Saturday, July 31, 2010


I can't stop learning. Even when I'm not particularly interested, there's always another bit of information thrust on me. The Normans, for example.

If I ever remotely thought about it, I suppose I imagined the Normans were of a genetically Frankish/Gaulish origin, "Norman" due to their "northern" location on the French map. Wrong.

North Men, it turns out, were from a place real north, not a French 'burb. They were Vikings who stayed and married the local, rich girls. From Wiki; "The Viking contingents who raided, and ultimately settled Normandy and some parts of the Atlantic coast, included Danes, Hiberno-Norse, Orkney Vikings, as well as Anglo-Danes from the English Danelaw, under Viking control." And William the Conqueror was a grandson of Rollo, who successfully besieged Paris with Sigfred. Rollo's Wiki article has this cultural gem, "Legend has it that an emissary was sent by the king to find the chieftain and negotiate terms. When he asked for this information, the Vikings replied that they were all chieftains in their own right." According to the articles, the raiders learned French quickly, but it appears they never fully embraced the continental lifestyle, not if this passage is an indication,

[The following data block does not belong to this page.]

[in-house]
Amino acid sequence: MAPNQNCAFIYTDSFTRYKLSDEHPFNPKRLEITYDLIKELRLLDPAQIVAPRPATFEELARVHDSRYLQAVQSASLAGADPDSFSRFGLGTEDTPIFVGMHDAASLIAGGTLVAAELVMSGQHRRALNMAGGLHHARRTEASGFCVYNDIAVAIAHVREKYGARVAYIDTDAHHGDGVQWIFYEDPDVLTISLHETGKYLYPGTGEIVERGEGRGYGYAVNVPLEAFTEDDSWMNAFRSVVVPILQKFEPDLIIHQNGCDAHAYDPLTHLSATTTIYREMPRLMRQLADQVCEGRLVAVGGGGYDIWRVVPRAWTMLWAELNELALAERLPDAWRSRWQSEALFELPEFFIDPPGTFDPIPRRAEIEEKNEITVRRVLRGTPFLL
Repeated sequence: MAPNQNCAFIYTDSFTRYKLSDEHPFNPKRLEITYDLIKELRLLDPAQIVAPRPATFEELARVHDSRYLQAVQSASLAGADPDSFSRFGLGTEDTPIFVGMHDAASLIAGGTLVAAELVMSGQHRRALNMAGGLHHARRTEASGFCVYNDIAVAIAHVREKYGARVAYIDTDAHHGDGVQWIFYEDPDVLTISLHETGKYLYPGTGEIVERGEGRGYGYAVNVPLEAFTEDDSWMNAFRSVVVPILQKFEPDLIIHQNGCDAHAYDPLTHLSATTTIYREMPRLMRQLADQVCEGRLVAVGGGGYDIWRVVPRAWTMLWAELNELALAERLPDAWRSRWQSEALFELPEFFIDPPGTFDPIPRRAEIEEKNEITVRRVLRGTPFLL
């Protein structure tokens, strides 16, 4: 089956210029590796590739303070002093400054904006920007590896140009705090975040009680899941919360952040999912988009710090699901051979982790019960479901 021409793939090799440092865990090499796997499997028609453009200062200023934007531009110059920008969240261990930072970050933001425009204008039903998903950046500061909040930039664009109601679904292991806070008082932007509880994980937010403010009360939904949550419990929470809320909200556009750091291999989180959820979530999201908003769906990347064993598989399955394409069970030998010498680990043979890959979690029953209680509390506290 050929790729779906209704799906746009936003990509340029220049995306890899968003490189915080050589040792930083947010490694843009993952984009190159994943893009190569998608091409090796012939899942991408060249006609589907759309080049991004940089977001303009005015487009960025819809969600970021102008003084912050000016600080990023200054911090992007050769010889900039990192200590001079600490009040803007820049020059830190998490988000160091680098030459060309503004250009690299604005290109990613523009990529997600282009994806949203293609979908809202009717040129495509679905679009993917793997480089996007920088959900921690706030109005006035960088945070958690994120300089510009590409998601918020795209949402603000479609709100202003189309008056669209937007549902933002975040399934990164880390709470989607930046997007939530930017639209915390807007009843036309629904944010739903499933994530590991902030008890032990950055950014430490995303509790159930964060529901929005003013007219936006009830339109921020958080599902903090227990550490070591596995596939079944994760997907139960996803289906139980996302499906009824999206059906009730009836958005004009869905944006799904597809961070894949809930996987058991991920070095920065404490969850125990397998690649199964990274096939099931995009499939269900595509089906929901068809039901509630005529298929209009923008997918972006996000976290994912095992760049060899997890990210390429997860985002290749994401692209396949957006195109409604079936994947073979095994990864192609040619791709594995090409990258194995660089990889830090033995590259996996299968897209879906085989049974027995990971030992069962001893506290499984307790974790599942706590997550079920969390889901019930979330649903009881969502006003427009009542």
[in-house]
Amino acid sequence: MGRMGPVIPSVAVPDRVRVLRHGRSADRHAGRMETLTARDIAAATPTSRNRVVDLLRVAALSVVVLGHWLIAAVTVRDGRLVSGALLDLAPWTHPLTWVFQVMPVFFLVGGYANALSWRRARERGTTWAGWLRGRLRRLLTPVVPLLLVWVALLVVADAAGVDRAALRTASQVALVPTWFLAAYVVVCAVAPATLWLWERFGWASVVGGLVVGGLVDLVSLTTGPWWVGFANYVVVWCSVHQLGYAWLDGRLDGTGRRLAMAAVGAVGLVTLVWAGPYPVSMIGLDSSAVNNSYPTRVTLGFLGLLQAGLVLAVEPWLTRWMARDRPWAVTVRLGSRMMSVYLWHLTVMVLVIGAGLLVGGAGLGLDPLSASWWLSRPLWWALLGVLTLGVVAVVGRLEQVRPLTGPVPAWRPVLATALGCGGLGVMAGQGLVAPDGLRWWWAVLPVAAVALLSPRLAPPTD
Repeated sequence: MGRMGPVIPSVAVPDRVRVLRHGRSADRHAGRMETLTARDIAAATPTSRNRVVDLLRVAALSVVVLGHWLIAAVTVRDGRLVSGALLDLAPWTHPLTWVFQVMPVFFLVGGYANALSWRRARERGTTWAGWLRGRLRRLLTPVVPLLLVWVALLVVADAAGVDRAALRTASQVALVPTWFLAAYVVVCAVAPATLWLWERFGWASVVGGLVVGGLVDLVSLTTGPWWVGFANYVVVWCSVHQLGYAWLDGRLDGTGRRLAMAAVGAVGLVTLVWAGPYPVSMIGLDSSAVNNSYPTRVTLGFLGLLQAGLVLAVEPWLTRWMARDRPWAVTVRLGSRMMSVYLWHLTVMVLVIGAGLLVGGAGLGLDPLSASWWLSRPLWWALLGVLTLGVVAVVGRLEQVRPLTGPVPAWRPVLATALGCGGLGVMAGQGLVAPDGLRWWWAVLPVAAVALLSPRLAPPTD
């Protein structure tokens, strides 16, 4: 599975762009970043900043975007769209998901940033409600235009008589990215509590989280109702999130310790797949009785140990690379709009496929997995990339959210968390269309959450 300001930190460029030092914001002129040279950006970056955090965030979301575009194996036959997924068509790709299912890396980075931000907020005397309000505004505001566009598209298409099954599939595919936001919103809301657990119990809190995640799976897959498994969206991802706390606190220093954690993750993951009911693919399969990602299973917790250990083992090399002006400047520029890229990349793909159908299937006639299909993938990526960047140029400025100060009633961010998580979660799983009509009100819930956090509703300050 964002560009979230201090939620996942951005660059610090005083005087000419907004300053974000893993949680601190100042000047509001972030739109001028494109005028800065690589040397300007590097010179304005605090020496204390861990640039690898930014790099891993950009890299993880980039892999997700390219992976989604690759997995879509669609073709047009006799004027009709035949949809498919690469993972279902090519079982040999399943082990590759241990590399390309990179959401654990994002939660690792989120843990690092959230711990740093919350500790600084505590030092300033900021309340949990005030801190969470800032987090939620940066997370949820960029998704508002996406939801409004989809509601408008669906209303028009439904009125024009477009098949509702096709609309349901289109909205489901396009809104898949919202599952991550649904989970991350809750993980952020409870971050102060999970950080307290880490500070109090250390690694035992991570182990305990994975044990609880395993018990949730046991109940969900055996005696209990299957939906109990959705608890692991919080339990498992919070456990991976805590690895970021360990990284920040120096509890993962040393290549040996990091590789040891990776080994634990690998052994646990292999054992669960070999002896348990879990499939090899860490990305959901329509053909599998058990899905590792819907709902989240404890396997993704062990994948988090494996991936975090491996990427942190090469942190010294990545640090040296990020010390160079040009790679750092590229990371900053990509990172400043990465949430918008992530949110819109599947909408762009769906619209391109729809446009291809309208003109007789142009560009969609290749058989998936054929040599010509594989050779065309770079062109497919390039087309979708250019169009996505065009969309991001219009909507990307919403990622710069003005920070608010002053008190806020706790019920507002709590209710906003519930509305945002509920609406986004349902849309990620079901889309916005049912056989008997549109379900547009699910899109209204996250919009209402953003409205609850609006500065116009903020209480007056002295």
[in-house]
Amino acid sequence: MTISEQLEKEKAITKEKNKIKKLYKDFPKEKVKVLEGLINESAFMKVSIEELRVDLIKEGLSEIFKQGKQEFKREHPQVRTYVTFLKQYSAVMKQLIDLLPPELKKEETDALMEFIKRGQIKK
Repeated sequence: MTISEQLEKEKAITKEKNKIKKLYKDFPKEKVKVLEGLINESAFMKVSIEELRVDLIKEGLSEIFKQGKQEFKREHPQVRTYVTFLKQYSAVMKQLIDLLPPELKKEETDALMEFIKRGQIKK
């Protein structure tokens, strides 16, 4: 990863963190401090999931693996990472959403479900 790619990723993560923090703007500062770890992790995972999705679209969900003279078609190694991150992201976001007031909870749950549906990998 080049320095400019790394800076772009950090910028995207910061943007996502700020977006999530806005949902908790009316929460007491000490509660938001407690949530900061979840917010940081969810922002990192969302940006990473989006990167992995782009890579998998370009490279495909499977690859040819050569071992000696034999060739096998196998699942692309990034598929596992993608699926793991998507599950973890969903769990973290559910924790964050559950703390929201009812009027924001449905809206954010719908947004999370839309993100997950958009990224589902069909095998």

"Eleventh century Benedictine monk and historian, Geoffrey Malaterra characterised the Normans thus:

Specially marked by cunning, despising their own inheritance in the hope of winning a greater, eager after both gain and dominion, given to imitation of all kinds, holding a certain mean between lavishness and greediness, that is, perhaps uniting, as they certainly did, these two seemingly opposite qualities. Their chief men were specially lavish through their desire of good report. They were, moreover, a race skillful in flattery, given to the study of eloquence, so that the very boys were orators, a race altogether unbridled unless held firmly down by the yoke of justice. They were enduring of toil, hunger, and cold whenever fortune laid it on them, given to hunting and hawking, delighting in the pleasure of horses, and of all the weapons and garb of war."[1]

It's good to know the truth, actually, because Norman conquests were the exception to that old saying, "Well, at least we can always defeat the French." Rather, Normans further proved the point.

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